There are a few things which if you do it before you ever get on her back will make her a better horse under saddle (at least easier to break).
1. Although she's young you can teach her to steer (with help from a friend) by teaching her to bend and move in the direction you want by using long reins (driving reins) or even lunge lines attached to the SIDES of her halter, and standing behind her (far enough away that if she gets scared you do NOT get kicked).
(Do this in a small confined area since you're doing it with a halter and won't be able to stop her if she gets scared.) Using this method and voice commands teach her to "walk on" (followed by a click at first and if neither of those work have helper stand by her head and lead her forward, Whoa (stop), turn left (Gee), turn right (Haw). Once she knows all that it will help her understand (using same voice commands) when you eventually get on her back. Eventually you can ditch the helper and just use the voice commands to get what you want.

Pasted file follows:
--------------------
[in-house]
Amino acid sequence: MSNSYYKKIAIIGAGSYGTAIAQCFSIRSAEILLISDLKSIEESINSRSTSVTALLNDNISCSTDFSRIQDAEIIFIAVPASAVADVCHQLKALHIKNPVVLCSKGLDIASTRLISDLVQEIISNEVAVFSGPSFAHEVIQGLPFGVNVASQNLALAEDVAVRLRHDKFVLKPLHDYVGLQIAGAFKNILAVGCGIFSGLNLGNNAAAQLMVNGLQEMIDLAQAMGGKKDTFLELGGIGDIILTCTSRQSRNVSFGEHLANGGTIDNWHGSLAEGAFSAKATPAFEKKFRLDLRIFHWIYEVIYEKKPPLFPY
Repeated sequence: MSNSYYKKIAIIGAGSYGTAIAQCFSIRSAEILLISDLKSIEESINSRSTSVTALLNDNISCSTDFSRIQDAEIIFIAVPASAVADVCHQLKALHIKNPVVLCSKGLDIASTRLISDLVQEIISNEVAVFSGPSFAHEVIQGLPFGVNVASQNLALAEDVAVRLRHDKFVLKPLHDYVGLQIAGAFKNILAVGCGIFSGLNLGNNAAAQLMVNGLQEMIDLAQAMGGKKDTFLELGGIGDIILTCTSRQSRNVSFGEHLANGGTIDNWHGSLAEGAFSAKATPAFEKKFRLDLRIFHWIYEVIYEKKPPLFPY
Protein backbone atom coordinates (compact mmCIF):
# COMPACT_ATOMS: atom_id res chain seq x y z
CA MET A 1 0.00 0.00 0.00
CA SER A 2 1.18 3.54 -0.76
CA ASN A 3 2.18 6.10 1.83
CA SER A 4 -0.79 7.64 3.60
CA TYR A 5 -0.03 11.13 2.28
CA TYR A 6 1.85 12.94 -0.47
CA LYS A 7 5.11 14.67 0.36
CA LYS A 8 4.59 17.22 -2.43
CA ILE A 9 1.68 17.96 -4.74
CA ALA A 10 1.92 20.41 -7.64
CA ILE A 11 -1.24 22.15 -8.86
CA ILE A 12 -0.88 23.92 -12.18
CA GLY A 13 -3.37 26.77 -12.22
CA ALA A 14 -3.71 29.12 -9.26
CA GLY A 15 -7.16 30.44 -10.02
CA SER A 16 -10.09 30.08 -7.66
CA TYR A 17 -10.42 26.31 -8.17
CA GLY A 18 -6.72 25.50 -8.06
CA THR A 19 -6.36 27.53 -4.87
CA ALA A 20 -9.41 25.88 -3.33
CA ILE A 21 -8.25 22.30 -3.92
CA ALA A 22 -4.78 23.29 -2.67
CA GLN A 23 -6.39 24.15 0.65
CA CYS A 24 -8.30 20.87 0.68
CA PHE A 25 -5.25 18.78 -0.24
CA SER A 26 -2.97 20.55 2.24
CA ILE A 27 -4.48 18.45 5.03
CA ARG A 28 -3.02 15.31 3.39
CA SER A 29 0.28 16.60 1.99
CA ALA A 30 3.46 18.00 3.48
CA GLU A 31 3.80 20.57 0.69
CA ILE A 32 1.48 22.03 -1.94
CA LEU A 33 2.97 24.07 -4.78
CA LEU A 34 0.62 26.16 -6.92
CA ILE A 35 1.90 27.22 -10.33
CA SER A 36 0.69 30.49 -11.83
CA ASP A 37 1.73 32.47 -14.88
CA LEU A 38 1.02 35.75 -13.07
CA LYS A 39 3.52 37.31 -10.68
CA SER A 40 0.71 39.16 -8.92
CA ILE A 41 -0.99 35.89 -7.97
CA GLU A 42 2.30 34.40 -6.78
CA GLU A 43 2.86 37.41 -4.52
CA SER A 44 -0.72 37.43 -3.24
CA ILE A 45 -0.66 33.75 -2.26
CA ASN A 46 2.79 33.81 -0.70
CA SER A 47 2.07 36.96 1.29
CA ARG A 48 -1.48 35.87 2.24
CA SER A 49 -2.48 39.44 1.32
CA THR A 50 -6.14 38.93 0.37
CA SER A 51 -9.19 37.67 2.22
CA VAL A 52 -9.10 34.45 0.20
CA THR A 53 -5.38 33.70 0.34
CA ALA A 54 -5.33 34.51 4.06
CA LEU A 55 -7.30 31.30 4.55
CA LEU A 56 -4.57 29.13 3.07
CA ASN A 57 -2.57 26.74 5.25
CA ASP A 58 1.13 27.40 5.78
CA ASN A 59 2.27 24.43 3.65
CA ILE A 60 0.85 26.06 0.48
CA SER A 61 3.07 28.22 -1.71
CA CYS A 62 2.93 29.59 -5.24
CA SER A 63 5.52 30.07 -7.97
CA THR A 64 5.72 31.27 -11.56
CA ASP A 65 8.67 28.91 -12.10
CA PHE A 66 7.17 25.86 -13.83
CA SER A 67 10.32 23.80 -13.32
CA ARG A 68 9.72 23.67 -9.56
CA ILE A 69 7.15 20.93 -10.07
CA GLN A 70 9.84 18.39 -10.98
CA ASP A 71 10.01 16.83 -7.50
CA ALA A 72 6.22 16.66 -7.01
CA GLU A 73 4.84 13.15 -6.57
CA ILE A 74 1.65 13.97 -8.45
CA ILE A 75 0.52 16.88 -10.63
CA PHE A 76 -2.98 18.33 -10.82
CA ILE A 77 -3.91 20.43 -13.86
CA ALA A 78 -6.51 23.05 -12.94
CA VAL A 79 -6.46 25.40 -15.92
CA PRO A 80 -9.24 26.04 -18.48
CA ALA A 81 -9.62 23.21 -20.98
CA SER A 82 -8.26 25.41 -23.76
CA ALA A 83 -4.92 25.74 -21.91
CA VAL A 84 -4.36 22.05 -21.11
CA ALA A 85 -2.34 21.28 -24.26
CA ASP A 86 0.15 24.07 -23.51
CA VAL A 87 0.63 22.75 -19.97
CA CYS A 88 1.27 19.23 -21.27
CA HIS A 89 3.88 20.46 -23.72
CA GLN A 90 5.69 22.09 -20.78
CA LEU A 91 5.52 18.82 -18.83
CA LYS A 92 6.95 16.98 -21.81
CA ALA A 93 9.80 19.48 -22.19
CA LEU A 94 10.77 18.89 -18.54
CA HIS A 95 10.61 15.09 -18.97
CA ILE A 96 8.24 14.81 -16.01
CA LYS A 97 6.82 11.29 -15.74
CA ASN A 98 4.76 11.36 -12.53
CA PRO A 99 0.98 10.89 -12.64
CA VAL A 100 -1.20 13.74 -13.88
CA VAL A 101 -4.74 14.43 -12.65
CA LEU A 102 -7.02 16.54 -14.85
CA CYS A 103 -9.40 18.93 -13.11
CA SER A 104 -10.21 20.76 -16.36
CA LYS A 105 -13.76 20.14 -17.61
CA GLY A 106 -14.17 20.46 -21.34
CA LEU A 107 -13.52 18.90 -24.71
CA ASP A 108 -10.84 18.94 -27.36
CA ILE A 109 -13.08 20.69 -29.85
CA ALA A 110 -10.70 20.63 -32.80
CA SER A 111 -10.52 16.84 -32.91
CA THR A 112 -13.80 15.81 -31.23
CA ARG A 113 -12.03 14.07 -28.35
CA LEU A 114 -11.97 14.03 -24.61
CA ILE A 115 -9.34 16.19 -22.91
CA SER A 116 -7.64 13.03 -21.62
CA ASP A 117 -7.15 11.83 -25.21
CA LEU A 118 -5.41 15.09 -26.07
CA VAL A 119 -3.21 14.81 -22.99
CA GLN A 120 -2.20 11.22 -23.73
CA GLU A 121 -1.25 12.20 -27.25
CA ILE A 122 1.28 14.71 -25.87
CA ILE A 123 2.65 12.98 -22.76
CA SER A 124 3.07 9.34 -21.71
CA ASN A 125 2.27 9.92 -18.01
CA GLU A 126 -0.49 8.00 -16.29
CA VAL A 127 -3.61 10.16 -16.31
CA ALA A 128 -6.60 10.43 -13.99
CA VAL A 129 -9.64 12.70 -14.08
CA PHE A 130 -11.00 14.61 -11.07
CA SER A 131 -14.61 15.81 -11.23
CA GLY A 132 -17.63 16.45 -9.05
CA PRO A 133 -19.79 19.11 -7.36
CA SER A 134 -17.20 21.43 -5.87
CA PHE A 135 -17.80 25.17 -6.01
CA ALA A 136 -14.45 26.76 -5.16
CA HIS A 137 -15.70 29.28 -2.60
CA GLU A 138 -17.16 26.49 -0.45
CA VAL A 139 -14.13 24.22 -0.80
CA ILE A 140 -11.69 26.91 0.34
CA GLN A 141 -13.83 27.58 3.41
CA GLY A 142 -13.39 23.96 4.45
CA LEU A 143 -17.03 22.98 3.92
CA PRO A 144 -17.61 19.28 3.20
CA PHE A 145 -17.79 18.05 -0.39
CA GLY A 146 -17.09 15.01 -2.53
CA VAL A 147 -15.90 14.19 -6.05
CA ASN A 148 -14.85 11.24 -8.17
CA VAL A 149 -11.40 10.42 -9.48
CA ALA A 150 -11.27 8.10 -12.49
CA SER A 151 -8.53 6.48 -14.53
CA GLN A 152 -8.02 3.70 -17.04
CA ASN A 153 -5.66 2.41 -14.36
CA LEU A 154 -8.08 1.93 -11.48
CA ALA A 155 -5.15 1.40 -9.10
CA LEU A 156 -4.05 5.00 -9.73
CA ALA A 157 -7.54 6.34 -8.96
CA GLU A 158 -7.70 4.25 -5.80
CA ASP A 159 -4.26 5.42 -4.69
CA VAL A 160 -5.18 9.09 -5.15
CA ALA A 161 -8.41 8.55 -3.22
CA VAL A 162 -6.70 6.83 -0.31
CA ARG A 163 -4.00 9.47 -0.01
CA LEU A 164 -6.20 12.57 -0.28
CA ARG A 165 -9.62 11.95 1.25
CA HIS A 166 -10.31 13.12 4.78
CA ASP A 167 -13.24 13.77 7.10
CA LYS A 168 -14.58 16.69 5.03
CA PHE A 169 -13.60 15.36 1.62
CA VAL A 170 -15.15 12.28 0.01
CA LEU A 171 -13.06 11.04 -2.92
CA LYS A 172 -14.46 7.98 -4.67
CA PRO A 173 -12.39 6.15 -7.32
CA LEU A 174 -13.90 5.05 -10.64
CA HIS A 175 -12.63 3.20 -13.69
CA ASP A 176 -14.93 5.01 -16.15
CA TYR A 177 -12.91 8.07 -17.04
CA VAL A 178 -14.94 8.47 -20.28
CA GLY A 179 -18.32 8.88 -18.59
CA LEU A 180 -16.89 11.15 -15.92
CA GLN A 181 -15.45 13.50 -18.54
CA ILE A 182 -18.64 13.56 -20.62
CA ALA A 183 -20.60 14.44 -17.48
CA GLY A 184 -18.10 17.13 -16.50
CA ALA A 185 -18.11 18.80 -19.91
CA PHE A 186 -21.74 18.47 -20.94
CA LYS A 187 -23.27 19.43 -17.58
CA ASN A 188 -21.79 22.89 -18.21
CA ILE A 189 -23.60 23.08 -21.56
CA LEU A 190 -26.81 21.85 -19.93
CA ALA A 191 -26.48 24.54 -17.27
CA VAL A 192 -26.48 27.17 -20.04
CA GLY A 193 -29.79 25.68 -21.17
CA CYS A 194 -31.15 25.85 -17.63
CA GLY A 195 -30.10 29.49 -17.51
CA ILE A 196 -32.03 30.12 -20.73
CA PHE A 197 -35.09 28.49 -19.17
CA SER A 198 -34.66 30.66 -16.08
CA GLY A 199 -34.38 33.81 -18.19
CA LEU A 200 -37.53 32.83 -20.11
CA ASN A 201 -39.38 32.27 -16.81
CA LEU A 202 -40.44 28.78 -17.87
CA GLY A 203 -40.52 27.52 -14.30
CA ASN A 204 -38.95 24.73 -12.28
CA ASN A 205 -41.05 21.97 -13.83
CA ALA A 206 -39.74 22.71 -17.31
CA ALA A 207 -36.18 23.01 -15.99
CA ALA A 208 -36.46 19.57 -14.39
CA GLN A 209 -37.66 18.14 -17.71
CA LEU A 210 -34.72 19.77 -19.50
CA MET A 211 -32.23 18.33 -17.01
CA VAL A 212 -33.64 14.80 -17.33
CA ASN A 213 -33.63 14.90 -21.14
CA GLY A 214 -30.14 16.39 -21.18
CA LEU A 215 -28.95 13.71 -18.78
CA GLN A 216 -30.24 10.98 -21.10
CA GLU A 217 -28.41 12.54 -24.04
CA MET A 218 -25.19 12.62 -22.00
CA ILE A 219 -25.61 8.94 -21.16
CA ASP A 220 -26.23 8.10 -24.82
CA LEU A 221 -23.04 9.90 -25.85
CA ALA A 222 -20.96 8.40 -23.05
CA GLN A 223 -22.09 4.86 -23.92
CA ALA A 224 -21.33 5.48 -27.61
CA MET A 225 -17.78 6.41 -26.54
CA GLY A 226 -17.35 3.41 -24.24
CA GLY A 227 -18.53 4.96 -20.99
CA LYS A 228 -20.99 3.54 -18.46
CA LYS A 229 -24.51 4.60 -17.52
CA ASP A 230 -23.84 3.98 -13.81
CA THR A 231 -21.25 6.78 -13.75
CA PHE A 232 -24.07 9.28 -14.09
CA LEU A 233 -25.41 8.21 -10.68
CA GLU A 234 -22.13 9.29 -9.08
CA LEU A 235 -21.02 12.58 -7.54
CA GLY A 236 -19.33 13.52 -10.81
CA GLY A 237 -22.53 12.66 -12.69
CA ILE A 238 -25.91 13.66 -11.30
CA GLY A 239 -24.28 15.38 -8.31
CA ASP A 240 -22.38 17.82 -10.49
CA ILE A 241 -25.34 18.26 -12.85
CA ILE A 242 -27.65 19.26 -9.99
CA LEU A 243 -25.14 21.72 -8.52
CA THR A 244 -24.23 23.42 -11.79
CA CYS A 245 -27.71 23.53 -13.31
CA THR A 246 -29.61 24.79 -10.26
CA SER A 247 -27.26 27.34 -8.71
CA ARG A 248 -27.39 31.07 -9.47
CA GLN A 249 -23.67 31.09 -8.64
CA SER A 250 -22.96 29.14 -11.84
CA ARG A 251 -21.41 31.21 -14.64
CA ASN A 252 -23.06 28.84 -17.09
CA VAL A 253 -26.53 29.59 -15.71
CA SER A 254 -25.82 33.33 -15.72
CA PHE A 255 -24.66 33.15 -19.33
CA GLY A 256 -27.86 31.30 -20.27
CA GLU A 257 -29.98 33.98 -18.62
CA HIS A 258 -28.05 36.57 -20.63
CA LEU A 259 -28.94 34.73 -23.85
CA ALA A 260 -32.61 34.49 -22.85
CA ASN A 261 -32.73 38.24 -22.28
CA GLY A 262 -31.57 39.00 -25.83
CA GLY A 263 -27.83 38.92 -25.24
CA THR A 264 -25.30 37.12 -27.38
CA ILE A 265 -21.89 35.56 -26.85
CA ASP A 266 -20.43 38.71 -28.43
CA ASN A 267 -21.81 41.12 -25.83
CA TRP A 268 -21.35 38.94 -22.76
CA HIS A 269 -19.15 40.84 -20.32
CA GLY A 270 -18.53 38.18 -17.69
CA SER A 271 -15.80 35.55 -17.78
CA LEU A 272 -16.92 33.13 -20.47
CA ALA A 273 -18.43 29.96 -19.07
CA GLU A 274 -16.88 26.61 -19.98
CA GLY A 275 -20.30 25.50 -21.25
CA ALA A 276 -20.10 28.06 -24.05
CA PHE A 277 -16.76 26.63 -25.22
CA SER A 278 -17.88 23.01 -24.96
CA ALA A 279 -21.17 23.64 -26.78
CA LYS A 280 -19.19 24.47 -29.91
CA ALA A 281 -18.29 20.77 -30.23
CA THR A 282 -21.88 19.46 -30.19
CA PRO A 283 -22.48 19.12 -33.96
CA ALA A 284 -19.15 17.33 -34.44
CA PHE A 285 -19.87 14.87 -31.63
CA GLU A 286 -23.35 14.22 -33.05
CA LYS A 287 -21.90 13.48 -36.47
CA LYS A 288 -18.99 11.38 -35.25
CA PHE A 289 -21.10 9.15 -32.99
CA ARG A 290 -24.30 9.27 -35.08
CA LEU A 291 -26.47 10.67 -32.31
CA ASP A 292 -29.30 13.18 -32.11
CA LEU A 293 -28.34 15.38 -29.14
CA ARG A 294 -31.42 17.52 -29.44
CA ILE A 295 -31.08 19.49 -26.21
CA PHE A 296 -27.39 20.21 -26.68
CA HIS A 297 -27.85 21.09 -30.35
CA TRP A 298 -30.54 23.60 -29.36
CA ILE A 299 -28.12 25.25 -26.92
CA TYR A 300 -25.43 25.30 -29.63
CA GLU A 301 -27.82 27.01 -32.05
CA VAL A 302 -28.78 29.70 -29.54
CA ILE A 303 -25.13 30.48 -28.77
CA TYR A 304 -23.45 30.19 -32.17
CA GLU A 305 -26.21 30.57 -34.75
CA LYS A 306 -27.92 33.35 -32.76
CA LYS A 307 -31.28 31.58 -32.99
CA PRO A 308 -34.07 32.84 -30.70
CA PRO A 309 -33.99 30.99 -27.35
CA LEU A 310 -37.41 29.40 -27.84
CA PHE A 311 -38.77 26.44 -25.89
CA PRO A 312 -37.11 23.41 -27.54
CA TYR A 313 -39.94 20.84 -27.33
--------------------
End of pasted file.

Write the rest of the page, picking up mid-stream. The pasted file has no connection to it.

2. You can teach her the start of leg yield from the ground. Start by standing near her girth area on her left side. Taking your fore finger "prod" her where your leg would normally ask her for forward while bending her neck left. The first time she may do nothing so prod a bit harder and add a click (or two).
Even if she does nothing more than shift her (hind leg) weight AWAY from you - praise her.
Repeat until she steps away from you until you stop bending her and or stop the prodding.
Make certain you do this on BOTH sides because when a horse learns on one side it does not automatically translate to the other side.